Maryland is one of the least honest states, at least when it came to Bethesda-based Honest Tea’s recent social experiment that made bottles of its tea available for the taking on Bethesda Row.
The company earlier this month left an unattended supply of drinks in front of the Barnes & Noble on Bethesda Row. A sign asked for $1 from those who picked up the drinks, part of a national marketing campaign to see how honest people are when no one is looking.
Maryland came in as the 10th least honest state. According to the results, 89 percent of people who took a drink at the spot paid up. Alabama and Hawaii came in as the most honest states with 100 percent of people who took a drink ponying up the dollar.
Seth Goldman, the Bethesda resident and co-founder of Honest Tea, said his bike was actually stolen during the D.C. experiment.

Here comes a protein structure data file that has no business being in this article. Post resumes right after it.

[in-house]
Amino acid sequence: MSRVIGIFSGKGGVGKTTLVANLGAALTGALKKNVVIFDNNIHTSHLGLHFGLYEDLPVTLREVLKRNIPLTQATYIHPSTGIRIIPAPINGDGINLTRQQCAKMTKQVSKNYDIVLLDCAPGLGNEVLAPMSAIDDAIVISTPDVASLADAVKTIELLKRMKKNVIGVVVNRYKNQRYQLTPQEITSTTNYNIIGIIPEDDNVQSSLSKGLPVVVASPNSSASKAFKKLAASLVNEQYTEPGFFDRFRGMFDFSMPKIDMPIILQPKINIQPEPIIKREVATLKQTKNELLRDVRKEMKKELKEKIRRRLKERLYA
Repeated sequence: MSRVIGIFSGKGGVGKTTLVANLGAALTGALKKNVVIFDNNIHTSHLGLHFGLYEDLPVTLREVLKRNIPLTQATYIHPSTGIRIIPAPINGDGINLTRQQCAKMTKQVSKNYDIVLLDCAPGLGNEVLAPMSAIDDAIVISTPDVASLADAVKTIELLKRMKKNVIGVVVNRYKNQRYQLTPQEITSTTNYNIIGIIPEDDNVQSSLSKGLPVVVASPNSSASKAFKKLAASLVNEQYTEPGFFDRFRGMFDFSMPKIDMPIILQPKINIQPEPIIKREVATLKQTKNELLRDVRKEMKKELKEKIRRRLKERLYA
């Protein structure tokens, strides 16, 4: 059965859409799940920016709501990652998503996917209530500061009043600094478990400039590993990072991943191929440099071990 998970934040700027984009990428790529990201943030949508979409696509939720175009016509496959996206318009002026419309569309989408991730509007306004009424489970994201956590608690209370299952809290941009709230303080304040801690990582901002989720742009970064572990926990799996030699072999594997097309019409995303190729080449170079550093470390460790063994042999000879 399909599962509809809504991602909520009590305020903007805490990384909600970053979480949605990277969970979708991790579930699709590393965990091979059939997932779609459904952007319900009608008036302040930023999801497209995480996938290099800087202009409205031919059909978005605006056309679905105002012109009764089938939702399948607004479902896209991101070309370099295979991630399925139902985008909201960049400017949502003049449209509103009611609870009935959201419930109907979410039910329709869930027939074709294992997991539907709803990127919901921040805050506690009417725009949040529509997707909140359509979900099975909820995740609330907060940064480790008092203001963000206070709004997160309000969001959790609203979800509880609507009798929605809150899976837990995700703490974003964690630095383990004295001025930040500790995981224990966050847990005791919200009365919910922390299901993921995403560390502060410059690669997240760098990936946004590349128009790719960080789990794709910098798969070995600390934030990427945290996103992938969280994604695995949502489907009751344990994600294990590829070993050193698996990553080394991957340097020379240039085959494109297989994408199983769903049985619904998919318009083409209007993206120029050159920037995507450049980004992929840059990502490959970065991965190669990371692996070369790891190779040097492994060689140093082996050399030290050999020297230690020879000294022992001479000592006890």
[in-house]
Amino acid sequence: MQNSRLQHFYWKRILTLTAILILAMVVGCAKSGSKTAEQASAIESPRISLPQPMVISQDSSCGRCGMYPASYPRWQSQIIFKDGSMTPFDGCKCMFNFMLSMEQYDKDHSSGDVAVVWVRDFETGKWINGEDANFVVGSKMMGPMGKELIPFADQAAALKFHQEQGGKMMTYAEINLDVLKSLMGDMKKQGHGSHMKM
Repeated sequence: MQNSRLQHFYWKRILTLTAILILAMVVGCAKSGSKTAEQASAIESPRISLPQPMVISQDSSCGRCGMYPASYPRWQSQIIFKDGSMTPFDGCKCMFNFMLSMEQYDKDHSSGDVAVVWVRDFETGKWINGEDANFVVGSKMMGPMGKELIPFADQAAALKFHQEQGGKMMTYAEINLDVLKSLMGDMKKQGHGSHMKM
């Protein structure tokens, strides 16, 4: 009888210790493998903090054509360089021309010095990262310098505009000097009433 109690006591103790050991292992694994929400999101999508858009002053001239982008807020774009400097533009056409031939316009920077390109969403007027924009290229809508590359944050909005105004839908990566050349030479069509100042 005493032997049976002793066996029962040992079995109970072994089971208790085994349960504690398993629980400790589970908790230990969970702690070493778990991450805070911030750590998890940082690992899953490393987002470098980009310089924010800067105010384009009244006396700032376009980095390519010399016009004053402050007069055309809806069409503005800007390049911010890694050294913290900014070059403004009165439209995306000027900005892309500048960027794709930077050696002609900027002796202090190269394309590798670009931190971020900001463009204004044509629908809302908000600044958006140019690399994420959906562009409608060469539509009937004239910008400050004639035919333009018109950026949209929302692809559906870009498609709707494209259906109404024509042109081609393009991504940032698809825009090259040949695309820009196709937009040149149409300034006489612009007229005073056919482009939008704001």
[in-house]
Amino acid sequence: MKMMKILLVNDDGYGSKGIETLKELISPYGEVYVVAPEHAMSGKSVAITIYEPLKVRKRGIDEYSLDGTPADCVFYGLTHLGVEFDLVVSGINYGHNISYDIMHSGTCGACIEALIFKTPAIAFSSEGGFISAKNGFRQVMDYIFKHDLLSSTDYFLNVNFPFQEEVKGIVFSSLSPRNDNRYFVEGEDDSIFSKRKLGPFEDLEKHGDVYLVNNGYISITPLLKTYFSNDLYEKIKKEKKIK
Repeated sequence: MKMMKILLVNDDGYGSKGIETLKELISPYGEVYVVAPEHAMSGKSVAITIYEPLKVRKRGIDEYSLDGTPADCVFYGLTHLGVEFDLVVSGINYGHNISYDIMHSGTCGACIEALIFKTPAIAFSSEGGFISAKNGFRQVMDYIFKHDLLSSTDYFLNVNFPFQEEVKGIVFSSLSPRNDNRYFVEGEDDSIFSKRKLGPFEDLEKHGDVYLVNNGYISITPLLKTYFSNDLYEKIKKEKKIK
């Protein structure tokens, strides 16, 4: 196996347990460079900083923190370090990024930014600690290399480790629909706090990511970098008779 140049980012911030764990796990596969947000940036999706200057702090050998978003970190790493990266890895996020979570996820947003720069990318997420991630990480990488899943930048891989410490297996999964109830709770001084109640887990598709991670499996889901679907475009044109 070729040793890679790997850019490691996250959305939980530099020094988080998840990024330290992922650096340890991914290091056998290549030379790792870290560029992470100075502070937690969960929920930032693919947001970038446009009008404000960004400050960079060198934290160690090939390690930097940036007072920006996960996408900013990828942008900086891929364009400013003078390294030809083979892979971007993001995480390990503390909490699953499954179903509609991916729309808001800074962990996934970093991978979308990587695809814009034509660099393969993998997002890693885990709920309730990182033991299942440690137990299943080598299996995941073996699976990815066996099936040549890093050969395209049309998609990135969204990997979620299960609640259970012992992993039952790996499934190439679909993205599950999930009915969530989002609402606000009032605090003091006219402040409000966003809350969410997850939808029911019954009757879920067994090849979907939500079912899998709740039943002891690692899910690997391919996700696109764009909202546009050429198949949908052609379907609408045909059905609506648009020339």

“We’ve conducted our experiment in different cities over the past few years, but this is the first time we’ve conducted the experiment on a national scale,” Goldman said. “Even though my bicycle was stolen the same day as our D.C. experiment, it’s reassuring to know that 92 percent of Americans will do the right thing even when it seems no one is watching.”
D.C. was deemed the least honest with 80 percent of people paying for their drinks. The results include a number of other oddities, including one businessman in Boston who the company said took 13 drinks throughout the day without paying.
Some more stats:
Overall, women are more honest than men (95% vs. 91%)—the same percentages in both our 2012 and 2013 tests.
— Unlike last year where redheads were most honest, in 2013 blonds were the most honest (95%) and followed by brunettes (93%) and then redheads (92%).
— The longer your hair, the more honest you are. People with short hair were 91% honest, vs. people with medium and long hair (93% and 94% honest, respectively).
— People in groups (96% honest) tend to be more honest than people on their own (91% honest).